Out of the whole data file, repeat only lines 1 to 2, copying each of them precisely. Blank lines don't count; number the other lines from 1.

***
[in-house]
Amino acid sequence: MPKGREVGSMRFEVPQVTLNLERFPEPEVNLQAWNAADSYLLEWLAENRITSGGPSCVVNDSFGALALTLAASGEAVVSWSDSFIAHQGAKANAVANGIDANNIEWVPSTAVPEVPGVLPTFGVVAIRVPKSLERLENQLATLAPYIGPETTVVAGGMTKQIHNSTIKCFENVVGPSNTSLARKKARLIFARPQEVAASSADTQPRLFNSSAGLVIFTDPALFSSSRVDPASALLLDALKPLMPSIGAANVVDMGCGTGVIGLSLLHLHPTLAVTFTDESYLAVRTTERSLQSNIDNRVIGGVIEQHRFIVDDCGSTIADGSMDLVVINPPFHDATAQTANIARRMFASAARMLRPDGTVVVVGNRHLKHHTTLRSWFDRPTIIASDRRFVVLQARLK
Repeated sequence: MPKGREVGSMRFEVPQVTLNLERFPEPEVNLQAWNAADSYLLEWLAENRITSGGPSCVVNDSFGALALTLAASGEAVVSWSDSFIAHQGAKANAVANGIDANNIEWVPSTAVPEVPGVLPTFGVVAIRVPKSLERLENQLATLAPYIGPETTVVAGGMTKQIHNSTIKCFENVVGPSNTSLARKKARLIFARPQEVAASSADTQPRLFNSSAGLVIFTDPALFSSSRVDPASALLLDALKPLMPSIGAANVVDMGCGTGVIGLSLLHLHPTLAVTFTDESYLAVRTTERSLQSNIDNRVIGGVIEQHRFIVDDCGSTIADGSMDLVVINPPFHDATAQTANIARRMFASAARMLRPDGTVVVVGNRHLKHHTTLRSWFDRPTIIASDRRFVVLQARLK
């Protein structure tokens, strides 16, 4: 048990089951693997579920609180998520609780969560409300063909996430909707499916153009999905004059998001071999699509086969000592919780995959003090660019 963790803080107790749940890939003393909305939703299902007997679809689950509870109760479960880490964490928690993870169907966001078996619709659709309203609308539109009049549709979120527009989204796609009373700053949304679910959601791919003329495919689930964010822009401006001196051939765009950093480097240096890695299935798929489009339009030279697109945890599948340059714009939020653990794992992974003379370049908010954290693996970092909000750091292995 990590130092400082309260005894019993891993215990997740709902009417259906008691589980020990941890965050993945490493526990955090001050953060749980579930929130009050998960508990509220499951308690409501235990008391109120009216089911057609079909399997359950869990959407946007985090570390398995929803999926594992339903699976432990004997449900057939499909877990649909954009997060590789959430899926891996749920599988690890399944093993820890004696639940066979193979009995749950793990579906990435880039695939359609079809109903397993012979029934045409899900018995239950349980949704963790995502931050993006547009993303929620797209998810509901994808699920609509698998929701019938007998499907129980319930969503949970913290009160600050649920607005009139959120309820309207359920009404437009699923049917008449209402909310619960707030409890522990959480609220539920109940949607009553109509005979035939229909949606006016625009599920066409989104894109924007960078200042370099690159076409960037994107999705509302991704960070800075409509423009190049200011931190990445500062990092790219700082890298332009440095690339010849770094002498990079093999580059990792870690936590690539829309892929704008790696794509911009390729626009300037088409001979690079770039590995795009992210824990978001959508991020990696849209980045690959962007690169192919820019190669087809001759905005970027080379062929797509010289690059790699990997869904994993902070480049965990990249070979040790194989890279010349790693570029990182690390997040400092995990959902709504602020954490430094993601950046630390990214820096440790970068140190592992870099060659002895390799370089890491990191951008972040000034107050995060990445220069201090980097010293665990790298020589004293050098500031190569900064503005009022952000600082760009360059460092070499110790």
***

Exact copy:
[in-house]
Amino acid sequence: MPKGREVGSMRFEVPQVTLNLERFPEPEVNLQAWNAADSYLLEWLAENRITSGGPSCVVNDSFGALALTLAASGEAVVSWSDSFIAHQGAKANAVANGIDANNIEWVPSTAVPEVPGVLPTFGVVAIRVPKSLERLENQLATLAPYIGPETTVVAGGMTKQIHNSTIKCFENVVGPSNTSLARKKARLIFARPQEVAASSADTQPRLFNSSAGLVIFTDPALFSSSRVDPASALLLDALKPLMPSIGAANVVDMGCGTGVIGLSLLHLHPTLAVTFTDESYLAVRTTERSLQSNIDNRVIGGVIEQHRFIVDDCGSTIADGSMDLVVINPPFHDATAQTANIARRMFASAARMLRPDGTVVVVGNRHLKHHTTLRSWFDRPTIIASDRRFVVLQARLK